During the 15th and 16th century, the English poetry was either a part of the The Renaissance Period (1500-1660) or the Neoclassical Period (1660-1798). That being said, many critics have a hard time agreeing upon the exact dates of some of the literary periods and dates one sees may contradict with one another.
Poetry of the Renaissance period tended to contain elements truer to the poet than those which had been seen earlier in poetry. The Renaissance poets tended to raise up the importance of their own native vernacular (pulling away from the classical Latin). These poets also tended to focus upon ironic and satirical situations found in life. The most famous Renaissance poets of this period were Christopher Marlowe and William Shakespeare.
As for the characteristics of the Neoclassical period, the poets of this period tended to pull away from the ideas illustrated by the authors of the Renaissance Period. Therefore, they wrote poems which spoke to the importance of order, correctness, and restraint. Their poetry focused upon re-establishing the importance of the classical forms of poetry (the most commonly used in this period was the rhymed couplet). The most famous poets of this period were Alexander Pope, John Dryden, and John Milton.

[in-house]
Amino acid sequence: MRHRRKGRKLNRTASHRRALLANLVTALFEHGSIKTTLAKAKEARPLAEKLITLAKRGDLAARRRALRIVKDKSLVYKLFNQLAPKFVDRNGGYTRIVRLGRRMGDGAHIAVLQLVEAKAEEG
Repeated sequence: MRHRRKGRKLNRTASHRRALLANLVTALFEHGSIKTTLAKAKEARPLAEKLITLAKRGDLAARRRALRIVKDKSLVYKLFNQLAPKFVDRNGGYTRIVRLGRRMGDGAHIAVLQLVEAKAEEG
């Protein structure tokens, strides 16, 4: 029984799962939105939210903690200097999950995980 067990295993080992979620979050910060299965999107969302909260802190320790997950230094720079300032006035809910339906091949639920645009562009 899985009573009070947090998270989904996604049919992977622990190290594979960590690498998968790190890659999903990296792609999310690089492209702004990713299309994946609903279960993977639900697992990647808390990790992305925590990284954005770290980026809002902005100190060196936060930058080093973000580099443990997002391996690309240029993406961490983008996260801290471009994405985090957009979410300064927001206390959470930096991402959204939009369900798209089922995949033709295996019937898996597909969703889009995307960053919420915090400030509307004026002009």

This period, sometimes known as the "early modern" period, is one in which English poetry matured and flourished. Poets began using modern English, as opposed to Latin or the Middle English of Chaucer. Although some writers still experimented with the use of classical, quantitative meters, certainly by the end of the period, accentual-syllabic meter became the dominant prosodic mode. Iambic pentameter became a standard line in much the way that dactylic hexameter had been the default in antiquity. Poetry was metered; free verse had yet to be invented. Although English schools continued to emphasize Greek and Latin, not only did poetry in the vernacular flourish, but also writers such as Wilson, Sherry, and Peacham began to develop a uniquely English vocabulary for talking about poetry, rather than relying exclusively on Graeco-Latin critical terms.
Poetry in this period displayed great variety, including verse drama, epic, and lyric poetry, as well as translations and adaptations of poems from other languages. The sonnet flourished as one of the most important types of lyric poetry. While many poets wrote about love in the Petrarchan tradition, religious poetry also thrived.